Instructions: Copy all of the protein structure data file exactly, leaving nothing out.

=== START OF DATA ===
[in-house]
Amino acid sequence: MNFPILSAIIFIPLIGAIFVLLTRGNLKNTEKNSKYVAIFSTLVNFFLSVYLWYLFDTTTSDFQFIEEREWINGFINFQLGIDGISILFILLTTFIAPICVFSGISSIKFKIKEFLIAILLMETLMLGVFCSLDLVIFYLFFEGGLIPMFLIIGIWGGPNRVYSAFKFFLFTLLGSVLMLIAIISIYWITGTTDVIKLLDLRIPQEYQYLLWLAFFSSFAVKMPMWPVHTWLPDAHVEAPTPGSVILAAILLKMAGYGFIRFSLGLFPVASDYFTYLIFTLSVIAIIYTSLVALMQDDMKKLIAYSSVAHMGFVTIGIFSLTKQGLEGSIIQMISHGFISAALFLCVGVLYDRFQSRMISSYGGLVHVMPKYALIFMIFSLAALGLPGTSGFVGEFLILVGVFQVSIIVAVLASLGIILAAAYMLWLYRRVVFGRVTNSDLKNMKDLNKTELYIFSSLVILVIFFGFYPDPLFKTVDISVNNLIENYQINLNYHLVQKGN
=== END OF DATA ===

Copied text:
[in-house]
Amino acid sequence: MNFPILSAIIFIPLIGAIFVLLTRGNLKNTEKNSKYVAIFSTLVNFFLSVYLWYLFDTTTSDFQFIEEREWINGFINFQLGIDGISILFILLTTFIAPICVFSGISSIKFKIKEFLIAILLMETLMLGVFCSLDLVIFYLFFEGGLIPMFLIIGIWGGPNRVYSAFKFFLFTLLGSVLMLIAIISIYWITGTTDVIKLLDLRIPQEYQYLLWLAFFSSFAVKMPMWPVHTWLPDAHVEAPTPGSVILAAILLKMAGYGFIRFSLGLFPVASDYFTYLIFTLSVIAIIYTSLVALMQDDMKKLIAYSSVAHMGFVTIGIFSLTKQGLEGSIIQMISHGFISAALFLCVGVLYDRFQSRMISSYGGLVHVMPKYALIFMIFSLAALGLPGTSGFVGEFLILVGVFQVSIIVAVLASLGIILAAAYMLWLYRRVVFGRVTNSDLKNMKDLNKTELYIFSSLVILVIFFGFYPDPLFKTVDISVNNLIENYQINLNYHLVQKGN